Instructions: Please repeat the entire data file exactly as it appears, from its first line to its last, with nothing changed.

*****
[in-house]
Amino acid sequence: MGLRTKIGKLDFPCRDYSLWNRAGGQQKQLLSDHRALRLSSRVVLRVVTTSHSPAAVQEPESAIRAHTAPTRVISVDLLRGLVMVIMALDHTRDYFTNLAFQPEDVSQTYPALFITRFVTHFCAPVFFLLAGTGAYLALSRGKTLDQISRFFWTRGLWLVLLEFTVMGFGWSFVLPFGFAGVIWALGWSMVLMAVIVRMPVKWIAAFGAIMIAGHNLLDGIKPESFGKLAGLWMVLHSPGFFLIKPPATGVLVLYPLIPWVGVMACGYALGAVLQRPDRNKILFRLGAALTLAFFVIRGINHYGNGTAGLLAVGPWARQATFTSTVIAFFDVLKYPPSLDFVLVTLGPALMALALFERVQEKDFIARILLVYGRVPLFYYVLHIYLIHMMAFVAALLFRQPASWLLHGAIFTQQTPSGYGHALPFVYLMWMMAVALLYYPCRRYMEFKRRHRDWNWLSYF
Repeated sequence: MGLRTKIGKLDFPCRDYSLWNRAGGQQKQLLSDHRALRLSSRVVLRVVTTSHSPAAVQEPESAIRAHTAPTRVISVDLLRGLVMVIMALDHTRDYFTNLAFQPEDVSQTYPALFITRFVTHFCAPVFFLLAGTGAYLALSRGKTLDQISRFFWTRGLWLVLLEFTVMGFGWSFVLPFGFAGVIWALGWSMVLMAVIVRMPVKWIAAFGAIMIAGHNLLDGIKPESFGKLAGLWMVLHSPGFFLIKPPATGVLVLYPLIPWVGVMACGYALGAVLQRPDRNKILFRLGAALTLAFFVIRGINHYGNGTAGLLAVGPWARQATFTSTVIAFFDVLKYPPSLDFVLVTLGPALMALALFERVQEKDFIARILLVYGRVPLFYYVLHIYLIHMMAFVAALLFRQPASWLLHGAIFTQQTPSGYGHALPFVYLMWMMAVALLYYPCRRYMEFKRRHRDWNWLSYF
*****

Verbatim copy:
[in-house]
Amino acid sequence: MGLRTKIGKLDFPCRDYSLWNRAGGQQKQLLSDHRALRLSSRVVLRVVTTSHSPAAVQEPESAIRAHTAPTRVISVDLLRGLVMVIMALDHTRDYFTNLAFQPEDVSQTYPALFITRFVTHFCAPVFFLLAGTGAYLALSRGKTLDQISRFFWTRGLWLVLLEFTVMGFGWSFVLPFGFAGVIWALGWSMVLMAVIVRMPVKWIAAFGAIMIAGHNLLDGIKPESFGKLAGLWMVLHSPGFFLIKPPATGVLVLYPLIPWVGVMACGYALGAVLQRPDRNKILFRLGAALTLAFFVIRGINHYGNGTAGLLAVGPWARQATFTSTVIAFFDVLKYPPSLDFVLVTLGPALMALALFERVQEKDFIARILLVYGRVPLFYYVLHIYLIHMMAFVAALLFRQPASWLLHGAIFTQQTPSGYGHALPFVYLMWMMAVALLYYPCRRYMEFKRRHRDWNWLSYF
Repeated sequence: MGLRTKIGKLDFPCRDYSLWNRAGGQQKQLLSDHRALRLSSRVVLRVVTTSHSPAAVQEPESAIRAHTAPTRVISVDLLRGLVMVIMALDHTRDYFTNLAFQPEDVSQTYPALFITRFVTHFCAPVFFLLAGTGAYLALSRGKTLDQISRFFWTRGLWLVLLEFTVMGFGWSFVLPFGFAGVIWALGWSMVLMAVIVRMPVKWIAAFGAIMIAGHNLLDGIKPESFGKLAGLWMVLHSPGFFLIKPPATGVLVLYPLIPWVGVMACGYALGAVLQRPDRNKILFRLGAALTLAFFVIRGINHYGNGTAGLLAVGPWARQATFTSTVIAFFDVLKYPPSLDFVLVTLGPALMALALFERVQEKDFIARILLVYGRVPLFYYVLHIYLIHMMAFVAALLFRQPASWLLHGAIFTQQTPSGYGHALPFVYLMWMMAVALLYYPCRRYMEFKRRHRDWNWLSYF